Surprise, the ‘I don’t like’ button on YouTube is useless

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a ‘I don’t like’ that should serve to filter our content. But not.

They have demonstrated it in Mozilla. Yes, those of Firefox and other great products. The company has carried out a study on how the ‘I don’t like’ button on YouTube works. On whether it affects the search algorithm of the streaming service in any way. And the result has not turned out to be a surprise, far from it. If you thought the button did little, you were not wrong. The button is useless. Or for almost nothing.

The algorithm ignores you when you don’t like something

In Mozilla they have carried out a study recruiting for it more than 20,000 volunteers. Users who browse YouTube daily and who have used the RegretsReporter extension. This function is responsible for overlaying YouTube buttons that send random signals between different options: ‘I don’t like’, ‘I’m not interested’, ‘I don’t recommend the channel’, ‘Remove from history’ and a control signal.

Throughout the study, a total of 500 million recommended videos were grouped. Those responsible then began to try to determine if the recommended video selection algorithm was affected in any way by the behavior of said users. That is, if it learned from the users’ desire or ignored it. If a video marked as ‘I don’t like’ meant that said topic would no longer appear in the recommended ones, or its importance would be reduced.

The study has shown that in

This means whether you like a video or not, whether you like a theme or not, the algorithm puts the video in front of your eyes and there is nothing more to talk about. The algorithm does not learn from you. A person in charge of YouTube has replied to ‘The Verge’ as a result of the conclusions of said study and has made it clear that YouTube never completely vetoes a topic. The explanation is the following:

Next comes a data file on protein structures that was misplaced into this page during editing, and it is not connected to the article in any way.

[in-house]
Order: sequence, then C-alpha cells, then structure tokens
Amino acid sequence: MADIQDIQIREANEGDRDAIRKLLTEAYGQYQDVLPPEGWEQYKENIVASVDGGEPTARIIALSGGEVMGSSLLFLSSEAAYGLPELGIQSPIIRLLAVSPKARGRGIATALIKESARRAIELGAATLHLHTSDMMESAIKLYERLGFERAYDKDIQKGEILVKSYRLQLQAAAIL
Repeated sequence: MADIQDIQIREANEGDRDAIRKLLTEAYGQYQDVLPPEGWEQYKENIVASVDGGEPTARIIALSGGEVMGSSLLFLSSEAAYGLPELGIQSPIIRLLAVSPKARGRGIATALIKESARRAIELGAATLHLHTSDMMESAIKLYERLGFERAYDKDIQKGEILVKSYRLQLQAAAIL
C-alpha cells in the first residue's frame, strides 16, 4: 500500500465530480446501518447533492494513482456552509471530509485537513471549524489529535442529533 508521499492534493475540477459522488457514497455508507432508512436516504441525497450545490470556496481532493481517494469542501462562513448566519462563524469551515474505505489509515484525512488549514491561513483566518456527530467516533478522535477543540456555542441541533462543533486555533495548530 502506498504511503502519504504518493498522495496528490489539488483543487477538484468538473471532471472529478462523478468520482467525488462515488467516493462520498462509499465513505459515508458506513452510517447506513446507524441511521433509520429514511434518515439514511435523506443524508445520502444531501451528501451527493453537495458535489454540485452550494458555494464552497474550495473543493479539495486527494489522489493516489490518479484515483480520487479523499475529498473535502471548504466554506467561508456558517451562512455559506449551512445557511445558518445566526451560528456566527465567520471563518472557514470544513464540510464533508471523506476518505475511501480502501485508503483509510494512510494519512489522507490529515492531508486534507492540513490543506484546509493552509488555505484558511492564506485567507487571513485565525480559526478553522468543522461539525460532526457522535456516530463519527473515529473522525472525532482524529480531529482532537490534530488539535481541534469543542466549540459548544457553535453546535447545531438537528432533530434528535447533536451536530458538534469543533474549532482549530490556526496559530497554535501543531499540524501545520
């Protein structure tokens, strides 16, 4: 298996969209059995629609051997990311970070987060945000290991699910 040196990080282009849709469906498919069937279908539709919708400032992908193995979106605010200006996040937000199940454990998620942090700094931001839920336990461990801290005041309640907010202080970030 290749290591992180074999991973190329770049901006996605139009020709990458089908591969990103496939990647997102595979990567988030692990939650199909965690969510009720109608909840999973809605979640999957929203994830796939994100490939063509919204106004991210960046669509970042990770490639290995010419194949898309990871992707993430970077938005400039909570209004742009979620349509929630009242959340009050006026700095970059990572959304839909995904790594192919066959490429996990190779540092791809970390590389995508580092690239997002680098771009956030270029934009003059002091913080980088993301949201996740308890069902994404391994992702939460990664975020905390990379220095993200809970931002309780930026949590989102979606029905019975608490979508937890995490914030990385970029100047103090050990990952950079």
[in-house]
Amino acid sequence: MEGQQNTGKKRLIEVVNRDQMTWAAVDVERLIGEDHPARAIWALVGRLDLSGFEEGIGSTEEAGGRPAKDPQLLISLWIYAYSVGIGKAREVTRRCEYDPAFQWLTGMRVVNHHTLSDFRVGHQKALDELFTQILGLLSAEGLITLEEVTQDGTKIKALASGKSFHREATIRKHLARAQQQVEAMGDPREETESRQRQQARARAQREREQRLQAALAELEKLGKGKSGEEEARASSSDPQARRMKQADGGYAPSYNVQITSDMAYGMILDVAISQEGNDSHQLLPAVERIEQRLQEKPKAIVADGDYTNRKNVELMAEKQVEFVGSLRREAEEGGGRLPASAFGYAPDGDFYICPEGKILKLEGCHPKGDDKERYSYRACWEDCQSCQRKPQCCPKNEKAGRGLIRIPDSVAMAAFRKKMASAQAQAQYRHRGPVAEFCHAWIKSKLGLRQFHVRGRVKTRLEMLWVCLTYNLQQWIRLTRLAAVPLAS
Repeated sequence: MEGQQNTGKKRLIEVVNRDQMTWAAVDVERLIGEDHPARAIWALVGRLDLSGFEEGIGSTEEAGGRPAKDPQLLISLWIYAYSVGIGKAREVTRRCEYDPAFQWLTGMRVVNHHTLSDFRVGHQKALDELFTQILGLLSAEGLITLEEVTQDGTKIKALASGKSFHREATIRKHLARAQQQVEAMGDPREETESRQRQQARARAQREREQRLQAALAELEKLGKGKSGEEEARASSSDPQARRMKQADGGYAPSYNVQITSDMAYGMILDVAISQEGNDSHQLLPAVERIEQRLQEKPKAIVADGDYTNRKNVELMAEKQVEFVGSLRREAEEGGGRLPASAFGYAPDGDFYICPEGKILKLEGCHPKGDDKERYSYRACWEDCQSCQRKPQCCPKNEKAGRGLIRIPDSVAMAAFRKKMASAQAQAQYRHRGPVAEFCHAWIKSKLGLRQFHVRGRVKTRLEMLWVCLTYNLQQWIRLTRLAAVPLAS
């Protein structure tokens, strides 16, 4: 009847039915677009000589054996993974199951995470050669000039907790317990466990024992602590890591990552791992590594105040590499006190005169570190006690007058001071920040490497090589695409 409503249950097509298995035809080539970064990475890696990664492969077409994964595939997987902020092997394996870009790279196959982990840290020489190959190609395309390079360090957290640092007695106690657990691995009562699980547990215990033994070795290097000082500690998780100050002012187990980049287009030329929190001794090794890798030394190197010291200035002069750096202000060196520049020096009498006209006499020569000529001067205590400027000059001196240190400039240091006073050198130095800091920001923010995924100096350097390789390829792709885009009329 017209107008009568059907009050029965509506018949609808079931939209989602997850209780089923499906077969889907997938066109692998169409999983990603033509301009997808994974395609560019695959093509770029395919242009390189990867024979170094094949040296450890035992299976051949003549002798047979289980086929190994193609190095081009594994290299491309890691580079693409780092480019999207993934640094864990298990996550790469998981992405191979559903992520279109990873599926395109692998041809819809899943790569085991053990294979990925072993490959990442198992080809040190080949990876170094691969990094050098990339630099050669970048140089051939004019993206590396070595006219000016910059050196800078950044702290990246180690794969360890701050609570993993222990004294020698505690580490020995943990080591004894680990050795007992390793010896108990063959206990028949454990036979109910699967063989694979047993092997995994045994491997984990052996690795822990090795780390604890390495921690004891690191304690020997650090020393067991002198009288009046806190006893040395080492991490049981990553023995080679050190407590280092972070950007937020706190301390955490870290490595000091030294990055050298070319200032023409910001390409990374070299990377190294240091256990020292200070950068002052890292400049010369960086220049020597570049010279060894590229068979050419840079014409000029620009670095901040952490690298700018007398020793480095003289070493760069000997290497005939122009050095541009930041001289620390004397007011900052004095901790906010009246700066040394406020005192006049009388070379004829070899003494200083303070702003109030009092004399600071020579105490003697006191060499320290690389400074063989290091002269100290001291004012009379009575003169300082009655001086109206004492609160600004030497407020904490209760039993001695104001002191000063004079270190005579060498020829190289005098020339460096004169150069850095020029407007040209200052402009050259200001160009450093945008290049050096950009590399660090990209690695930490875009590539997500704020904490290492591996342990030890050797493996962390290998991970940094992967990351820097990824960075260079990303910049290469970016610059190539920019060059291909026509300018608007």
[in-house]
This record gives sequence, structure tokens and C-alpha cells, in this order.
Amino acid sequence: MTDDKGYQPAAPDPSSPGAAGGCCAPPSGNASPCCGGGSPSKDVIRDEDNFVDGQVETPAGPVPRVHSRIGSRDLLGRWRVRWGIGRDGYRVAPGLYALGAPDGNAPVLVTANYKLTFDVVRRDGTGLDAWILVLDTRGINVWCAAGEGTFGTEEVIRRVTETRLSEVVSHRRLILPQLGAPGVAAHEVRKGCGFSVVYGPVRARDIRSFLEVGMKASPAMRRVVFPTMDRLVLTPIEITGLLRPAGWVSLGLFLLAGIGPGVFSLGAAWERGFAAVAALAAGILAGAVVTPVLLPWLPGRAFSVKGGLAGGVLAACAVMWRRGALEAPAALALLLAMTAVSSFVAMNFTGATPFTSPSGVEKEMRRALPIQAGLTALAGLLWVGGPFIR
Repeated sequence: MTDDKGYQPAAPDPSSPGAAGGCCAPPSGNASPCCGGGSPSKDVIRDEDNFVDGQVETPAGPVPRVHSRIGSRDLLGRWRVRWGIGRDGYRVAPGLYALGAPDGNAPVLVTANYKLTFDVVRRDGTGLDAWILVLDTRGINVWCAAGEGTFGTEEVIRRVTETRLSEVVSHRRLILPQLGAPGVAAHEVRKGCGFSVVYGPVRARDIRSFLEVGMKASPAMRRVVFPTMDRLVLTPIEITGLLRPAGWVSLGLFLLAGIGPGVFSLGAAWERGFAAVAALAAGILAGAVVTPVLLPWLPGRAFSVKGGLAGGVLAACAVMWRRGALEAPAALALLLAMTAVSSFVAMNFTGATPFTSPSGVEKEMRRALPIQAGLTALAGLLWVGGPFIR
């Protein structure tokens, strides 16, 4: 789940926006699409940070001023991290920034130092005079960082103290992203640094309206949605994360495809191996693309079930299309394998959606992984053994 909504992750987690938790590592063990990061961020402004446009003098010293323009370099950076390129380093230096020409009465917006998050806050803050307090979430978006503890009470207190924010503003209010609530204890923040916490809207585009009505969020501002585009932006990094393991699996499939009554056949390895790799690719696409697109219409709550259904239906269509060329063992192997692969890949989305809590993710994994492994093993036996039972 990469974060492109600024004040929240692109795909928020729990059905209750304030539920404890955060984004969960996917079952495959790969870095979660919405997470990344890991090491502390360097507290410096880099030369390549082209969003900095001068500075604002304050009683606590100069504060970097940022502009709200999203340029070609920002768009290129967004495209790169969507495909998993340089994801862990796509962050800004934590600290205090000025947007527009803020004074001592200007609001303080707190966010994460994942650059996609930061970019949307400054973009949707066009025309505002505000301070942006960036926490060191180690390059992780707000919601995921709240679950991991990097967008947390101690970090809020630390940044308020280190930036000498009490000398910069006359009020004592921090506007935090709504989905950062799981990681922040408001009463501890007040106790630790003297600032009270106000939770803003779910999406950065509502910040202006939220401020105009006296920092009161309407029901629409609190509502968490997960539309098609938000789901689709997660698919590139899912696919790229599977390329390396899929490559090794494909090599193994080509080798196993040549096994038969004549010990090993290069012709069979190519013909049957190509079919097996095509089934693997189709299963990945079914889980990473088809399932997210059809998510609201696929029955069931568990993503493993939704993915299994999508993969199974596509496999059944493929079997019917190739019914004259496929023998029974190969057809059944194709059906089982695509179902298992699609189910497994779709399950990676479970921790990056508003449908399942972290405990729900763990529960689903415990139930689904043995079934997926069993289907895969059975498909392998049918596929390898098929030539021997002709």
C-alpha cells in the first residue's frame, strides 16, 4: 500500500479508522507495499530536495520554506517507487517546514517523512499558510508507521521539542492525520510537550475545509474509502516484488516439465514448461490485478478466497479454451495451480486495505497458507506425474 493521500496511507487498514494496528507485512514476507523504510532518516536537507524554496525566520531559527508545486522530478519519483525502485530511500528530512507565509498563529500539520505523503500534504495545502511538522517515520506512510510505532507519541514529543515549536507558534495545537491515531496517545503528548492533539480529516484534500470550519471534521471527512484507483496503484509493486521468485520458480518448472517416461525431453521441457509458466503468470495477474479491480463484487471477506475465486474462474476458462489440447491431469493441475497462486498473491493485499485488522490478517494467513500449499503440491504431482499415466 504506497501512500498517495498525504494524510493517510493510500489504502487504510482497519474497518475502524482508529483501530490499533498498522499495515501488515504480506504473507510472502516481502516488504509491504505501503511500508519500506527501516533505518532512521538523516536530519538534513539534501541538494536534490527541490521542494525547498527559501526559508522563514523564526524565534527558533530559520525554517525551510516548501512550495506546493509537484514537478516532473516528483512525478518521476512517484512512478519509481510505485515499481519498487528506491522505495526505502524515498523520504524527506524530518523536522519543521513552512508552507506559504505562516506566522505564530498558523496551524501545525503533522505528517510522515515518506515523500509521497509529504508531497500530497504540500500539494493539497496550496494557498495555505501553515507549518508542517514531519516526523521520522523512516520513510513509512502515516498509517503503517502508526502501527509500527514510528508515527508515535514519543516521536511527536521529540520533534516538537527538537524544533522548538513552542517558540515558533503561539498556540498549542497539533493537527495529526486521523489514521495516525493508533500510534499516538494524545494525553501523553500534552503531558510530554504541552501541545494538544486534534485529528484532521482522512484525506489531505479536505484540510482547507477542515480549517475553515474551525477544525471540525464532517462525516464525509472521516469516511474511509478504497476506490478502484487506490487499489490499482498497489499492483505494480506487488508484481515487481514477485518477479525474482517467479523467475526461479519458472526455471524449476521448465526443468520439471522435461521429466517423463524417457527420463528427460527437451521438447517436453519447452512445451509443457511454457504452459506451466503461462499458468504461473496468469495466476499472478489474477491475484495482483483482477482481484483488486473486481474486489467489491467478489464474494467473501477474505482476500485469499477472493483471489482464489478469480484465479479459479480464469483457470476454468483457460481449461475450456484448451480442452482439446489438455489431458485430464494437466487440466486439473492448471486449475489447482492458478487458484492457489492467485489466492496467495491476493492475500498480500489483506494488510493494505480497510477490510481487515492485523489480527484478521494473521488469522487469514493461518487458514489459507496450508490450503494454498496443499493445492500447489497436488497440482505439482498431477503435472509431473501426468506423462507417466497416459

It’s important to note that our controls do not filter entire topics or viewpoints, as this could have negative effects on viewers, such as creating echo chambers. We appreciate academic research on our platform, which is why we recently expanded access to the Data API through our YouTube Researchers Program. Mozilla’s report does not take into account how our systems actually work and therefore it is difficult for us to get many ideas.

So that, pressing the ‘I don’t like’ button only serves to harm the statistics view of the owner of the channel that hosts that video, whoever it is. Youtube is trying to hide it, in fact. Trying to teach the algorithm not to show you certain videos through the button is absolutely useless. Something serious, because whether you like it or not, the topic in question will continue to pass before your eyes if the algorithm wants it that way.

More information | Mozilla